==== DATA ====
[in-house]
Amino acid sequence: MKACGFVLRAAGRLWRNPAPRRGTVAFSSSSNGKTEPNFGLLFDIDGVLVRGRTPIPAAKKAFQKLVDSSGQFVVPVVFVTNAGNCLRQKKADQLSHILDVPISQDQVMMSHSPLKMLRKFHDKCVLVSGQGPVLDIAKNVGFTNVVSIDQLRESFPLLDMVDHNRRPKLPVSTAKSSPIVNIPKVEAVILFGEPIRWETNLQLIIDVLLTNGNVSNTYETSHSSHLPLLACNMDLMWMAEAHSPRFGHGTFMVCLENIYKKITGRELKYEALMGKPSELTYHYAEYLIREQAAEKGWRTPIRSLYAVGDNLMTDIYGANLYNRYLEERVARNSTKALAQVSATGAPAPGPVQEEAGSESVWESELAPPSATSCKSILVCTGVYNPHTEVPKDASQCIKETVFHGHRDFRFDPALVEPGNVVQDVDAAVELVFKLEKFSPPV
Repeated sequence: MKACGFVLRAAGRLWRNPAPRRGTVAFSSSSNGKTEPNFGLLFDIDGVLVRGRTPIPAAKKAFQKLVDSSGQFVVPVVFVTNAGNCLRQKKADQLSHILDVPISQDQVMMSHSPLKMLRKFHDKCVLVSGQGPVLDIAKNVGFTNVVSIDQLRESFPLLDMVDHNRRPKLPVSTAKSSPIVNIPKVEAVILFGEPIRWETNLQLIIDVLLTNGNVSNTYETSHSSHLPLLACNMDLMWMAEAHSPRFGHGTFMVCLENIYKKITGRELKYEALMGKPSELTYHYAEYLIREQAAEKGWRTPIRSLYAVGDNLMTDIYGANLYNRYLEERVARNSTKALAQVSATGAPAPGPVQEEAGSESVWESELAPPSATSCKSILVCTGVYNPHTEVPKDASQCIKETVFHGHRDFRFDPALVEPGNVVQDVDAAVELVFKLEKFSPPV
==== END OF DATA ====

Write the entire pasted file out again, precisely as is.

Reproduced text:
[in-house]
Amino acid sequence: MKACGFVLRAAGRLWRNPAPRRGTVAFSSSSNGKTEPNFGLLFDIDGVLVRGRTPIPAAKKAFQKLVDSSGQFVVPVVFVTNAGNCLRQKKADQLSHILDVPISQDQVMMSHSPLKMLRKFHDKCVLVSGQGPVLDIAKNVGFTNVVSIDQLRESFPLLDMVDHNRRPKLPVSTAKSSPIVNIPKVEAVILFGEPIRWETNLQLIIDVLLTNGNVSNTYETSHSSHLPLLACNMDLMWMAEAHSPRFGHGTFMVCLENIYKKITGRELKYEALMGKPSELTYHYAEYLIREQAAEKGWRTPIRSLYAVGDNLMTDIYGANLYNRYLEERVARNSTKALAQVSATGAPAPGPVQEEAGSESVWESELAPPSATSCKSILVCTGVYNPHTEVPKDASQCIKETVFHGHRDFRFDPALVEPGNVVQDVDAAVELVFKLEKFSPPV
Repeated sequence: MKACGFVLRAAGRLWRNPAPRRGTVAFSSSSNGKTEPNFGLLFDIDGVLVRGRTPIPAAKKAFQKLVDSSGQFVVPVVFVTNAGNCLRQKKADQLSHILDVPISQDQVMMSHSPLKMLRKFHDKCVLVSGQGPVLDIAKNVGFTNVVSIDQLRESFPLLDMVDHNRRPKLPVSTAKSSPIVNIPKVEAVILFGEPIRWETNLQLIIDVLLTNGNVSNTYETSHSSHLPLLACNMDLMWMAEAHSPRFGHGTFMVCLENIYKKITGRELKYEALMGKPSELTYHYAEYLIREQAAEKGWRTPIRSLYAVGDNLMTDIYGANLYNRYLEERVARNSTKALAQVSATGAPAPGPVQEEAGSESVWESELAPPSATSCKSILVCTGVYNPHTEVPKDASQCIKETVFHGHRDFRFDPALVEPGNVVQDVDAAVELVFKLEKFSPPV